Lorain County is expected to have its lowest number of overdoses since the beginning of the opioid epidemic. The county said community Narcan kits are a big reason for the decline.
Early on in 2013, Lorain County Health Commissioner Dave Covell said the county was a selected to be part of a pilot project where officers would carry Narcan.
"Per population, we were one of the counties having quite a problem. We weren't the number one county in the state, but we were up there. Now, our numbers are coming down," Covell said.
According to data from Lorain County Public Health, there were 132 opioid overdose deaths and 121 in 2016. In 2018, there have been 47 reported deaths.
The kits include naloxone, which is a medication that can reverse an overdose caused by an opioid drug. When given to someone, Covell said naloxone restores breathing and blocks the drug's effects on the brain. It oftentimes prevents death.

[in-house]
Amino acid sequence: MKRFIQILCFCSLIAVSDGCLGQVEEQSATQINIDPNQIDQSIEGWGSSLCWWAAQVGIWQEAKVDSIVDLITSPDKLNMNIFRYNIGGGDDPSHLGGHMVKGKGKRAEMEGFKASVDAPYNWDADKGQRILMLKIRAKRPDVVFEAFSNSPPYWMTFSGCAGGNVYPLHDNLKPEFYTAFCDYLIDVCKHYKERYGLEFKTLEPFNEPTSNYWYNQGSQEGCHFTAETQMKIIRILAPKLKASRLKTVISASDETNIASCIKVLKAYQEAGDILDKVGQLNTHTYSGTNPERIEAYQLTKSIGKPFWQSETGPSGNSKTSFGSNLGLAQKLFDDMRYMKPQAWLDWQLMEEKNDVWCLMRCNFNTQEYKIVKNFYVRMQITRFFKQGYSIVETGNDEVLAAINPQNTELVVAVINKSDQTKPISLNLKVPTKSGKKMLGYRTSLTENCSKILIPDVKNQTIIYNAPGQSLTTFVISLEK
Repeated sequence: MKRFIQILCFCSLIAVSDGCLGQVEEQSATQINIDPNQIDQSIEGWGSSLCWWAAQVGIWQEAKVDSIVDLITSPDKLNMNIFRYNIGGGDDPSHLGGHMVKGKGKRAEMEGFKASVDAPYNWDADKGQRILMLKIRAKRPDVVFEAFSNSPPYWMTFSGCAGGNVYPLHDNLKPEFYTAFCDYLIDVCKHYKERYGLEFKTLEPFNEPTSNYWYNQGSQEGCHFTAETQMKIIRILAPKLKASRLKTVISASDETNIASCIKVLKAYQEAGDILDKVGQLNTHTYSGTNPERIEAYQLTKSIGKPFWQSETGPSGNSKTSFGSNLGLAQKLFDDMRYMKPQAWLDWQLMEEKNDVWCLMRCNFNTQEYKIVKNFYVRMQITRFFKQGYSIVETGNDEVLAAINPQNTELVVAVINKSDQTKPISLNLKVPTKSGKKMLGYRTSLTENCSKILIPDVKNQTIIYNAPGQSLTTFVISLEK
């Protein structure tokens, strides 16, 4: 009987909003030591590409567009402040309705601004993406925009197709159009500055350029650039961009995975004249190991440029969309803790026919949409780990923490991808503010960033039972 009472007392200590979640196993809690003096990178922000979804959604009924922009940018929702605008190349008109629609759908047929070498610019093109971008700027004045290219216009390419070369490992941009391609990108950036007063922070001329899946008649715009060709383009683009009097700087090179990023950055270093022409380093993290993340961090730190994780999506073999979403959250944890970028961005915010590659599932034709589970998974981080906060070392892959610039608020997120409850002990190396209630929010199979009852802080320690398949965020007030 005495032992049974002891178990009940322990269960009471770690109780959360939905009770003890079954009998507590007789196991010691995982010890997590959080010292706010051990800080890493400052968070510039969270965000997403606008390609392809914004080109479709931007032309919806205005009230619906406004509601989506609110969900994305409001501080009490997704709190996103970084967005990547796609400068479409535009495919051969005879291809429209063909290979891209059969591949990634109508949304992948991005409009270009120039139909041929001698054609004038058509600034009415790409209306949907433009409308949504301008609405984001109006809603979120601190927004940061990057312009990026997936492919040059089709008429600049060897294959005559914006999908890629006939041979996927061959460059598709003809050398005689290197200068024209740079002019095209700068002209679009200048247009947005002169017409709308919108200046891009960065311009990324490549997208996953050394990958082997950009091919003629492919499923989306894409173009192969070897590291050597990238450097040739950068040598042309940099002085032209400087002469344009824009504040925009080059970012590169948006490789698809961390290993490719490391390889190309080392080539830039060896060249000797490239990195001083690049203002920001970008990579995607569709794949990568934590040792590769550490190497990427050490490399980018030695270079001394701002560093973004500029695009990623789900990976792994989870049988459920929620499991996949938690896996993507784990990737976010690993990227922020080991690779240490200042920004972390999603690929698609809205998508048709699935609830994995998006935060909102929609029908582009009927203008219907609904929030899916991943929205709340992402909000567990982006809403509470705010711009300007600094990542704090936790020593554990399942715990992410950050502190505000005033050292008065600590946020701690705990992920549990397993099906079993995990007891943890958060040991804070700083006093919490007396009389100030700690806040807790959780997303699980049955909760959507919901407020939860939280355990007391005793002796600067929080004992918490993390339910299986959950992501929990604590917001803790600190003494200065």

These kits are available through Project DAWN, an overdose education and naloxone distribution program through the Ohio Department of Health.
There have been 200 kits used in 2018. In 2017, 236 kits were used.
"This shows people are responding, and using them," Covell said.
Narcan kits are free and readily available to anyone that wants one. To pick up a kit, Covell said an appointment is recommended, but not needed.
Kits can be picked up on weekdays between 8:00 a.m. and 4:00 p.m. at 9880 South Murray Ridge Road in Elyria. Please allow 20 minutes for the visit in order to receive opioid death prevention education on the kit.